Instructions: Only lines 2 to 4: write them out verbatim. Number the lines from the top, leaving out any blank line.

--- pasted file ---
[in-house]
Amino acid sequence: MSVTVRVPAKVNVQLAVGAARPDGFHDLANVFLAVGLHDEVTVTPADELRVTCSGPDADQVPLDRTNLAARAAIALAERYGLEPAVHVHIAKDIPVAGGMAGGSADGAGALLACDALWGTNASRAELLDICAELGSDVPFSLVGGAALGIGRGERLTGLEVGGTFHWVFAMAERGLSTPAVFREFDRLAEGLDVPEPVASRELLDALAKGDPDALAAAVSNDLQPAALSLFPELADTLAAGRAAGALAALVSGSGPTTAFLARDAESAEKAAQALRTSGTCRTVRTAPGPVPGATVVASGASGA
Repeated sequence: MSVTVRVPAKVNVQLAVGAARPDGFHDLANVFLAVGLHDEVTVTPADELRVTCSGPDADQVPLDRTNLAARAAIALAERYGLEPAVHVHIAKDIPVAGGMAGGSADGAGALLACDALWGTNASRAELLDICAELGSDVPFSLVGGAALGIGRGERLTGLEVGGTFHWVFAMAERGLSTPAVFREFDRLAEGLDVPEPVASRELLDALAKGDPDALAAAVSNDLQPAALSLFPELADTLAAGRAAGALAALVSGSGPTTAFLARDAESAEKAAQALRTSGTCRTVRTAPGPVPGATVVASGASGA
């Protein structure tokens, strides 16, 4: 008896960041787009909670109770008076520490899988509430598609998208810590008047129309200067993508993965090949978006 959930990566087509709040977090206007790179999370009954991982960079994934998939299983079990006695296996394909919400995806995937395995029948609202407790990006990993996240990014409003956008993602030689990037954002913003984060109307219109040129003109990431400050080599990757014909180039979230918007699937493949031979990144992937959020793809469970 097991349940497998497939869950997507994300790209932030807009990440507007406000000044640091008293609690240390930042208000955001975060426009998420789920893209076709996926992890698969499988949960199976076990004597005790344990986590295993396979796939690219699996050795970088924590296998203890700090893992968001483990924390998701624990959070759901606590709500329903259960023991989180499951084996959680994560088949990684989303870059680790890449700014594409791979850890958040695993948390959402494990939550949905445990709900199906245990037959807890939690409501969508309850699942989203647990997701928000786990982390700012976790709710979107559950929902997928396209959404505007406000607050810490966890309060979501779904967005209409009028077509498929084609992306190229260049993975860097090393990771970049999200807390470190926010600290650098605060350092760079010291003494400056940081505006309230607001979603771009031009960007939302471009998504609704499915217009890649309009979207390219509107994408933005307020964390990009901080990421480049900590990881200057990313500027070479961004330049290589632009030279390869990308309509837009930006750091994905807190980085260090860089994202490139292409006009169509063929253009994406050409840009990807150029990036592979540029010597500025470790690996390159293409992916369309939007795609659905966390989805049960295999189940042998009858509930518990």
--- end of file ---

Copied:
Amino acid sequence: MSVTVRVPAKVNVQLAVGAARPDGFHDLANVFLAVGLHDEVTVTPADELRVTCSGPDADQVPLDRTNLAARAAIALAERYGLEPAVHVHIAKDIPVAGGMAGGSADGAGALLACDALWGTNASRAELLDICAELGSDVPFSLVGGAALGIGRGERLTGLEVGGTFHWVFAMAERGLSTPAVFREFDRLAEGLDVPEPVASRELLDALAKGDPDALAAAVSNDLQPAALSLFPELADTLAAGRAAGALAALVSGSGPTTAFLARDAESAEKAAQALRTSGTCRTVRTAPGPVPGATVVASGASGA
Repeated sequence: MSVTVRVPAKVNVQLAVGAARPDGFHDLANVFLAVGLHDEVTVTPADELRVTCSGPDADQVPLDRTNLAARAAIALAERYGLEPAVHVHIAKDIPVAGGMAGGSADGAGALLACDALWGTNASRAELLDICAELGSDVPFSLVGGAALGIGRGERLTGLEVGGTFHWVFAMAERGLSTPAVFREFDRLAEGLDVPEPVASRELLDALAKGDPDALAAAVSNDLQPAALSLFPELADTLAAGRAAGALAALVSGSGPTTAFLARDAESAEKAAQALRTSGTCRTVRTAPGPVPGATVVASGASGA
């Protein structure tokens, strides 16, 4: 008896960041787009909670109770008076520490899988509430598609998208810590008047129309200067993508993965090949978006 959930990566087509709040977090206007790179999370009954991982960079994934998939299983079990006695296996394909919400995806995937395995029948609202407790990006990993996240990014409003956008993602030689990037954002913003984060109307219109040129003109990431400050080599990757014909180039979230918007699937493949031979990144992937959020793809469970 097991349940497998497939869950997507994300790209932030807009990440507007406000000044640091008293609690240390930042208000955001975060426009998420789920893209076709996926992890698969499988949960199976076990004597005790344990986590295993396979796939690219699996050795970088924590296998203890700090893992968001483990924390998701624990959070759901606590709500329903259960023991989180499951084996959680994560088949990684989303870059680790890449700014594409791979850890958040695993948390959402494990939550949905445990709900199906245990037959807890939690409501969508309850699942989203647990997701928000786990982390700012976790709710979107559950929902997928396209959404505007406000607050810490966890309060979501779904967005209409009028077509498929084609992306190229260049993975860097090393990771970049999200807390470190926010600290650098605060350092760079010291003494400056940081505006309230607001979603771009031009960007939302471009998504609704499915217009890649309009979207390219509107994408933005307020964390990009901080990421480049900590990881200057990313500027070479961004330049290589632009030279390869990308309509837009930006750091994905807190980085260090860089994202490139292409006009169509063929253009994406050409840009990807150029990036592979540029010597500025470790690996390159293409992916369309939007795609659905966390989805049960295999189940042998009858509930518990």